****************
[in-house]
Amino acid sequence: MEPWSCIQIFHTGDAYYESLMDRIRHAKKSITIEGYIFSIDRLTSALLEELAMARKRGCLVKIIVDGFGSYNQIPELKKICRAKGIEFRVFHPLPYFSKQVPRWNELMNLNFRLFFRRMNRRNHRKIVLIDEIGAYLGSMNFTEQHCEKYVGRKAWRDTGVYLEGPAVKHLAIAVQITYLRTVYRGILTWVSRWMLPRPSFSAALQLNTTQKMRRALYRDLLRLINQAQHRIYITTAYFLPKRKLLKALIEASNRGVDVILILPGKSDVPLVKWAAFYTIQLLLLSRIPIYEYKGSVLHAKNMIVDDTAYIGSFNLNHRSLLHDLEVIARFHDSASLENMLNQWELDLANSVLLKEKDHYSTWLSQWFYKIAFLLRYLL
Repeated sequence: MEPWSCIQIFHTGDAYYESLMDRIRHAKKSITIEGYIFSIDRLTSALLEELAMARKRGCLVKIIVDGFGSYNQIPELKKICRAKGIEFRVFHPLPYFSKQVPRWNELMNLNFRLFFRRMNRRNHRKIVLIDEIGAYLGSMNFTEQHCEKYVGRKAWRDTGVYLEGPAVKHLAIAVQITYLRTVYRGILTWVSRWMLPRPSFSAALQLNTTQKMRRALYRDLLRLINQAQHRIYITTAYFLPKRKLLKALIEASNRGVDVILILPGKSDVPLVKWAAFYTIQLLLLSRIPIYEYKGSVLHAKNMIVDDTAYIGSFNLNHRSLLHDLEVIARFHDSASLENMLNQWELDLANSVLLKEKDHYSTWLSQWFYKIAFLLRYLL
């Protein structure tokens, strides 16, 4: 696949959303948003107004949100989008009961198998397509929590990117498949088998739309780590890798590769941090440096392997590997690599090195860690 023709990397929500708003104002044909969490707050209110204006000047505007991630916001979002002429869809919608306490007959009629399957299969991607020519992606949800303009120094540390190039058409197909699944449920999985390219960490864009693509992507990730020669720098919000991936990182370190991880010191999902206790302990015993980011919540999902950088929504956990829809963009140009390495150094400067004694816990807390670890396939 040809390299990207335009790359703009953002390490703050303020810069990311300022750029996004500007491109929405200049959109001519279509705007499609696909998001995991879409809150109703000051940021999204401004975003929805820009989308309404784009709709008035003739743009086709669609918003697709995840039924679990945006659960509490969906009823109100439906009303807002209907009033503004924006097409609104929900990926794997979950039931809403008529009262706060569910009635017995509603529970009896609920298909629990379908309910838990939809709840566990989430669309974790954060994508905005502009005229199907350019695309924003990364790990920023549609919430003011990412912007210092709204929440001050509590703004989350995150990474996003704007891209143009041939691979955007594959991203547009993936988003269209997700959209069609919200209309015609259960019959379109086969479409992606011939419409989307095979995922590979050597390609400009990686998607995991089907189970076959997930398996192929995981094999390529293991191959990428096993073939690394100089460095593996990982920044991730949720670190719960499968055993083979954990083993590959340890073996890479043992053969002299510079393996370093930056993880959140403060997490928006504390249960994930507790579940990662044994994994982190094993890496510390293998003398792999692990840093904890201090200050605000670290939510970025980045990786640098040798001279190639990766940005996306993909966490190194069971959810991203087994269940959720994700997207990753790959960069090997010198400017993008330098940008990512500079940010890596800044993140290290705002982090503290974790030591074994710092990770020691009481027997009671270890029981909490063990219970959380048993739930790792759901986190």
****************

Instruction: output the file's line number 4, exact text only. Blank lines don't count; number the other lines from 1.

């Protein structure tokens, strides 16, 4: 696949959303948003107004949100989008009961198998397509929590990117498949088998739309780590890798590769941090440096392997590997690599090195860690 023709990397929500708003104002044909969490707050209110204006000047505007991630916001979002002429869809919608306490007959009629399957299969991607020519992606949800303009120094540390190039058409197909699944449920999985390219960490864009693509992507990730020669720098919000991936990182370190991880010191999902206790302990015993980011919540999902950088929504956990829809963009140009390495150094400067004694816990807390670890396939 040809390299990207335009790359703009953002390490703050303020810069990311300022750029996004500007491109929405200049959109001519279509705007499609696909998001995991879409809150109703000051940021999204401004975003929805820009989308309404784009709709008035003739743009086709669609918003697709995840039924679990945006659960509490969906009823109100439906009303807002209907009033503004924006097409609104929900990926794997979950039931809403008529009262706060569910009635017995509603529970009896609920298909629990379908309910838990939809709840566990989430669309974790954060994508905005502009005229199907350019695309924003990364790990920023549609919430003011990412912007210092709204929440001050509590703004989350995150990474996003704007891209143009041939691979955007594959991203547009993936988003269209997700959209069609919200209309015609259960019959379109086969479409992606011939419409989307095979995922590979050597390609400009990686998607995991089907189970076959997930398996192929995981094999390529293991191959990428096993073939690394100089460095593996990982920044991730949720670190719960499968055993083979954990083993590959340890073996890479043992053969002299510079393996370093930056993880959140403060997490928006504390249960994930507790579940990662044994994994982190094993890496510390293998003398792999692990840093904890201090200050605000670290939510970025980045990786640098040798001279190639990766940005996306993909966490190194069971959810991203087994269940959720994700997207990753790959960069090997010198400017993008330098940008990512500079940010890596800044993140290290705002982090503290974790030591074994710092990770020691009481027997009671270890029981909490063990219970959380048993739930790792759901986190």